PODGORICA – Montenegro's pro-Serb and Russian opposition groups claimed victory against the ruling pro-Western party in a tense parliamentary election that could see a change in the course of the small Balkan state.
The unofficial tally showed that the two camps were running-neck-and-neck, although they also indicate that the opposition has a bigger chance to form a coalition that will rule the tiny Adriatic country and unseat the Democratic Party of Socialists that has been in power for 30 years.
The election was marked by by a dispute over a law on religious rights that is staunchly opposed by the influential Serbian Orthodox Church. The issue has fueled divisions in the nation of 620,000 people that has defied its traditional Slavic allies Serbia and Russia to become independent in 2006 and join NATO in 2017.
Showing high interest in the election, some 75% of eligible 540,000 voters had cast their ballots by the closure of the polling stations, the state electoral commission said. Lines formed outside some polling stations on a very hot summer day.
“The regime has fallen,” said Zdravko Krivokapic, the leader of the opposition For the Future of Montenegro coalition after a vote count by the Center for Monitoring and Research, an independent group.
Claiming victory, Krivokapic said: “People of Montenegro, freedom has happened!”
An independent monitoring body said that with nearly all of the vote counted, the ruling party had about 35% percent while the main opposition group had about 33%, but with a greater potential to form a ruling coalition with allied opposition groups.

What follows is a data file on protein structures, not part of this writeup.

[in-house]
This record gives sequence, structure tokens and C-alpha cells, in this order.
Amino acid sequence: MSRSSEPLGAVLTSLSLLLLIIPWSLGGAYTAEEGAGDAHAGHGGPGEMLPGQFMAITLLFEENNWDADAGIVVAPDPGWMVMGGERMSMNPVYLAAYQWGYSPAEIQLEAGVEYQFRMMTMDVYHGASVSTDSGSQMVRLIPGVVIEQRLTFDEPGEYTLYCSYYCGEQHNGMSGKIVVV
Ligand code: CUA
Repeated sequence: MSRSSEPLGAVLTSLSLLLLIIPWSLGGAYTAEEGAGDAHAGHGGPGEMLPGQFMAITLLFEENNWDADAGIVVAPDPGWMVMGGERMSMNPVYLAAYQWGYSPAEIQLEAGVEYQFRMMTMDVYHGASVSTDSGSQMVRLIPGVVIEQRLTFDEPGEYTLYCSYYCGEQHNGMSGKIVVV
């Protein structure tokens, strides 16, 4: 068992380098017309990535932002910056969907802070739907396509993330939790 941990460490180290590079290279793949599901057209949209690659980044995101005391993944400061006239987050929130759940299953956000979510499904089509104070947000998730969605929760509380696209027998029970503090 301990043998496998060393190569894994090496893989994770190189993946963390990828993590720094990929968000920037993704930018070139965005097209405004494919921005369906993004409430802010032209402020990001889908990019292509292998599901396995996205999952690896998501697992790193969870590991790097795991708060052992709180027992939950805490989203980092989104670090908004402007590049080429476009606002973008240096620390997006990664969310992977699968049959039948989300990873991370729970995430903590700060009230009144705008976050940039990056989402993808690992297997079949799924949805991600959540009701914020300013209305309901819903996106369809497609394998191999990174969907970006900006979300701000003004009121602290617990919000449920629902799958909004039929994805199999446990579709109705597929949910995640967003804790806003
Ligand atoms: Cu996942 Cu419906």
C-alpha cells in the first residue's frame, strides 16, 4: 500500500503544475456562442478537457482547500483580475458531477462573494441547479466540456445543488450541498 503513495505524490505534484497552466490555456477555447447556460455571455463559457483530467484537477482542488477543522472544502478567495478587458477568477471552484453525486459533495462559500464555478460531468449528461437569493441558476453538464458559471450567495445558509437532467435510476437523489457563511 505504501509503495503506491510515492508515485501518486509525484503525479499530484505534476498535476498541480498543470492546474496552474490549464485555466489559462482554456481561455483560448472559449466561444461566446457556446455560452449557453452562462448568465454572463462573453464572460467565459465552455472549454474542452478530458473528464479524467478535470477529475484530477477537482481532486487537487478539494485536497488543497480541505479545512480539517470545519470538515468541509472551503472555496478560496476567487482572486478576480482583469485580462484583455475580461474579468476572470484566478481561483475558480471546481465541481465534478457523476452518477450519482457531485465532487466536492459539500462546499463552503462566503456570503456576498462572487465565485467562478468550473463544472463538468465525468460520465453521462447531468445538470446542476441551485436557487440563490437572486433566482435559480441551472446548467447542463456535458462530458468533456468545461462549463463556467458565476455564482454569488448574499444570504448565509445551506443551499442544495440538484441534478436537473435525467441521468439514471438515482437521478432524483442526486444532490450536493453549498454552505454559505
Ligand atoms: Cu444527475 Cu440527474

Complete official results were expected Monday.
Montenegrin president and DPS leader Milo Djukanovic said his party’s vote count suggests that DPS will have 30 members in the 81-seat parliament and together with its traditional political partners will garner 40 mandates.
Djukanovic said the party will wait for the final count and “unconditionally” respect the outcome.
“The struggle for the majority of parliamentary seats in the Montenegrin parliament is still going on,” said Djukanovic. “We will wait for the final count and the official results to see which of the two political sides will have the decisive 41st mandate.”
Djukanovic praised his party’s “historic” achievements for Montenegro and expressed hope that whoever forms the next government, Montenegro will remain on the European path and pursuing European values.
The ruling party led Montenegro to independence peacefully from much larger neighboring Serbia and into NATO and on the threshold of the European Union despite strong opposition from Russia.
Months of church-led protests against the property bill have raised tensions and fears of potential incidents during and after the election on Sunday.
Authorities are also thinking back to the previous election, in October 2016, when they said they thwarted a planned election-day coup orchestrated by two Russia military intelligence officers.
The Montenegrin president, known as the longest-serving European leader, has been a key Western ally in the efforts to push the volatile Balkan region toward Euro Atlantic integration.
The main opposition groups have backed the church-led protests against the religion law, seeking closer ties with Belgrade and Moscow.
The pro-Russian Serbian Orthodox Church has argued that the law allows the Montenegrin state to confiscate its property as a prelude to setting up a separate Montenegrin church. This has been denied by the government.
About one third of Montenegro's people declare themselves as Serbs, which makes relations with Serbia and the Serbian Orthodox Church a highly sensitive issue.
The coronavirus has ravaged Montenegro's tourism, which normally feeds the country's weak economy. The mountainous Adriatic Sea nation is blessed by stunning nature and golden beaches.